During 2012 approximately 59% of private residential landlords were left out of pocket as a result of having to deal with tenants who did not pay their rent on time, or at all, according to LSL property services – over 99,000 tenants didn’t pay their rent for two months or more – this is the highest recorded number of defaulting tenants since 2008.
Choosing the Right Tenant
Being cautious when it comes to taking on a new tenant can be a very wise move, but much easier said than done, when a landlord has an empty property and a mortgage to pay on it – it can be tempting to take short cuts just to get some rent coming in. However, this very often proves a costly mistake. It takes on average less than 4 days to complete and follow up a full and accurate tenant reference and credit check. This less than 4 days delay could help highlight issues which could result in weeks or months of unpaid rent.
Full Tenant Referencing –v- Credit Search
Many landlords believe a credit search report will tell them all they need to know about their potential tenant and how likely they are to pay the rent on time, after all this is in most cases the landlords main concern.
However, a full or comprehensive tenant reference provides so much more information than just a credit score. The full reference includes copies of all the tenant’s bank statements, previous landlord references to check the tenant paid rent on time without repeated prompting, credit checks incorporating fraud indicators, and employer or work-related references.
Identity validation and proof of current address are vital, ideally the tenant should produce tax or insurance documents showing their current address, however, utility bills will suffice – and landlords or their appointed agents should take the time to talk at length to all prospective tenants. A lot of the more professional referencing agencies also validate voters roll registration – another good indication that the tenant does not fritter between addresses.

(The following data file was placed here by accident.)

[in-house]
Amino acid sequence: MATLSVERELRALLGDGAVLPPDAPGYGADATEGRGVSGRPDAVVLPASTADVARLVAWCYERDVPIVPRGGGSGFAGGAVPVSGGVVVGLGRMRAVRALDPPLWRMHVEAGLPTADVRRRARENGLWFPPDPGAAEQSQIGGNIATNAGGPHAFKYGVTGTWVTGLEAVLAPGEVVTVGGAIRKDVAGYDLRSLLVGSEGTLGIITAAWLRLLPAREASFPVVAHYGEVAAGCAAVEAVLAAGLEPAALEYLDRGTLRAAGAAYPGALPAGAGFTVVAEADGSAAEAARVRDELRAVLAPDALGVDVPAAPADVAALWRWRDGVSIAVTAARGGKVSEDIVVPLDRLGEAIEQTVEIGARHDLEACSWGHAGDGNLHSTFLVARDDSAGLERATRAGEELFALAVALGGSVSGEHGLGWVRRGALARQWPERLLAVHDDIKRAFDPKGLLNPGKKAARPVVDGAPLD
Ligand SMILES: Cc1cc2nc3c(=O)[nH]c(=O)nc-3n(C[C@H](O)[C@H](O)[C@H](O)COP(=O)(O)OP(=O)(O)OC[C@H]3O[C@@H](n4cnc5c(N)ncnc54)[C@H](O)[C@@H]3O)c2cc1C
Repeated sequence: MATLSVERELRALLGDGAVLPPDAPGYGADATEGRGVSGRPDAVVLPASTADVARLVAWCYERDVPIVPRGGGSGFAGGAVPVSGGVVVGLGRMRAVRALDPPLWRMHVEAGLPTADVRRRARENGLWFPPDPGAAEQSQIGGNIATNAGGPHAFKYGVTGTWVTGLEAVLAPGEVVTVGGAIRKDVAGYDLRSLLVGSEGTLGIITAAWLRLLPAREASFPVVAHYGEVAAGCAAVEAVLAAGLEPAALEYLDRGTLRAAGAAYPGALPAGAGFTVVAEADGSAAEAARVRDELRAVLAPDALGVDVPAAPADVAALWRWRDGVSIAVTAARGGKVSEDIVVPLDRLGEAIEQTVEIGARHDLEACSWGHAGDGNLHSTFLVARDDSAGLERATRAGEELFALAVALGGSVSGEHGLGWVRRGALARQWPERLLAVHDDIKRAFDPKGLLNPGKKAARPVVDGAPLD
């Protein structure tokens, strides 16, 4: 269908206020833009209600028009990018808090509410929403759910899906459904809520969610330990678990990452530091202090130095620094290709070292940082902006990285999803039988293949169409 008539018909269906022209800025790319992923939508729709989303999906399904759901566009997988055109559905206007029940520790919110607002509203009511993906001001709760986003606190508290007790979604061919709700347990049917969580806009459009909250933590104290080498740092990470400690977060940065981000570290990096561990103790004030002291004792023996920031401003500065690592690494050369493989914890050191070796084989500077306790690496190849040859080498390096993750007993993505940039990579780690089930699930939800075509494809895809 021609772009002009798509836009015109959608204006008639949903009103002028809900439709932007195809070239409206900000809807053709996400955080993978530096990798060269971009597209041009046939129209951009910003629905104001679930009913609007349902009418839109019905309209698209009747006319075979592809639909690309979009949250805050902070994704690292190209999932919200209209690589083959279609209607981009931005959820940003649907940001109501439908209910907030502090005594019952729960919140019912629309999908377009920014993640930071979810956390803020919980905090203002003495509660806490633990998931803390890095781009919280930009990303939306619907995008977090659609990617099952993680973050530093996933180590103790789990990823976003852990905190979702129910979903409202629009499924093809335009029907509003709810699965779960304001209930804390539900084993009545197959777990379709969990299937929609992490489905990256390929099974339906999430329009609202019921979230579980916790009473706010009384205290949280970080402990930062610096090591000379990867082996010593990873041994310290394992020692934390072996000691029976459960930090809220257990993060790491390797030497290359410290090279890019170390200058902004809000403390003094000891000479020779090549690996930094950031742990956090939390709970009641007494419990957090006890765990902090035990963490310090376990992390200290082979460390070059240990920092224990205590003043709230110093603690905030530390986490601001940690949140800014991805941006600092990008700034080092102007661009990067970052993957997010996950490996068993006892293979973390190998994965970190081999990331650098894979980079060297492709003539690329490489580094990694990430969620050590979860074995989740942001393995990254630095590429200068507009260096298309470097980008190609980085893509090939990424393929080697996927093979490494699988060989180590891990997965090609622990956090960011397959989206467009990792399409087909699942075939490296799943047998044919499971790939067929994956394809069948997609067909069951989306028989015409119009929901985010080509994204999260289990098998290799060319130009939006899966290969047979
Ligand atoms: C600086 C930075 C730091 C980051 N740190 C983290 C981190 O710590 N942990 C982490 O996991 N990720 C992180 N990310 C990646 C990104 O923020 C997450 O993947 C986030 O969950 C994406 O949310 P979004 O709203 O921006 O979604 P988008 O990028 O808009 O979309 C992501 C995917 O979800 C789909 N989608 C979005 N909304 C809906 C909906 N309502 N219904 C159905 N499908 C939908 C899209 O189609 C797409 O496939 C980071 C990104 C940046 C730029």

Regular Property Inspections
Once the tenant is in situ, make mid-term inspections every 3 months to ensure the property is being used according to the terms outlined within the Assured Shorthold Tenancy (AST) agreement and to monitor the condition of the rental property. If the tenant repeatedly refuses to grant legitimate access, it can be a strong indicator that the landlord has reason to be suspicious. Sending in legitimate contractors for gas and electricity safety inspections can be a way to assess what’s going on at the rental property.
Issues Related to Illegal Activity at the Property
Police in England and Wales discover about 20 rental properties a DAY being run as cannabis farms. It is a common occurrence and sadly many landlords are totally unaware. Aside from the criminal element of what this entails, it causes great damage to the property itself, resulting in many thousands of pounds worth of damage.
Criminal gangs involved in people trafficking also use rental property to house people, often as many as possible, causing serious over-crowding and resulting property damage.
Regular property inspections should in most cases highlight these issues early on.
Dealing with Bad Tenants if all Else Fails
Even the most cautious landlord, with the most rigorous checks can fall foul to a bad tenant from time to time. Unfortunately that is part and parcel of being a landlord, and accepting that on occasion the only way to resolve the situation is to have the tenants evicted.
There are many individual grounds for eviction, the most common are:
Rental arrears; persistent late rental payments; sub-letting without consent; property damage and making a false statement knowingly – this one for example would be if the person lied on their application form that they earned £30,000 per year, when in fact they were living on benefits.
You can get more advice on tenant evictions here: http://www.tenant-evictions.co.uk – they also offer a free landlord advice line.